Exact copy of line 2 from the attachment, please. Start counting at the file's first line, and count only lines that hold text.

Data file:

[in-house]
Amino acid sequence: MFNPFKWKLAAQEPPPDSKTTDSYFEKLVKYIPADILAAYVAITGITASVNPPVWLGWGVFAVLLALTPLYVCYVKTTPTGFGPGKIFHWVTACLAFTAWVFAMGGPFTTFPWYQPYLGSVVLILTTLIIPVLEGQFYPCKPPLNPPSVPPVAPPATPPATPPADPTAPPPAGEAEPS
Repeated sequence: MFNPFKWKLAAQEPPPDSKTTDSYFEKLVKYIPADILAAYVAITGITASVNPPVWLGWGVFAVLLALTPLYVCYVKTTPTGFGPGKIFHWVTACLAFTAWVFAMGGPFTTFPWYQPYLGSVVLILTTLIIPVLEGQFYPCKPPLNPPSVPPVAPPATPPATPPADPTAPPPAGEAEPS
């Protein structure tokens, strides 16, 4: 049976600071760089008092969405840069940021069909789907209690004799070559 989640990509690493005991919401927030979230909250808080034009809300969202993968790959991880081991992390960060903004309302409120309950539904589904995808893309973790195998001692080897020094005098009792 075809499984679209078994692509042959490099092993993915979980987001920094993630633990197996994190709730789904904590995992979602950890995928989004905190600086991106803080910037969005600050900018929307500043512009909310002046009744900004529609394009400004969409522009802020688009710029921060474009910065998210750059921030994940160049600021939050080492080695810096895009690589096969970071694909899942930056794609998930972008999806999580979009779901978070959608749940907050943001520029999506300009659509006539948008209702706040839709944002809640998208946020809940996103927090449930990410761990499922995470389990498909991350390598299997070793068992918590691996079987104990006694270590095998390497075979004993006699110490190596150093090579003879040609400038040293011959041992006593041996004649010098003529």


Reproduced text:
Amino acid sequence: MFNPFKWKLAAQEPPPDSKTTDSYFEKLVKYIPADILAAYVAITGITASVNPPVWLGWGVFAVLLALTPLYVCYVKTTPTGFGPGKIFHWVTACLAFTAWVFAMGGPFTTFPWYQPYLGSVVLILTTLIIPVLEGQFYPCKPPLNPPSVPPVAPPATPPATPPADPTAPPPAGEAEPS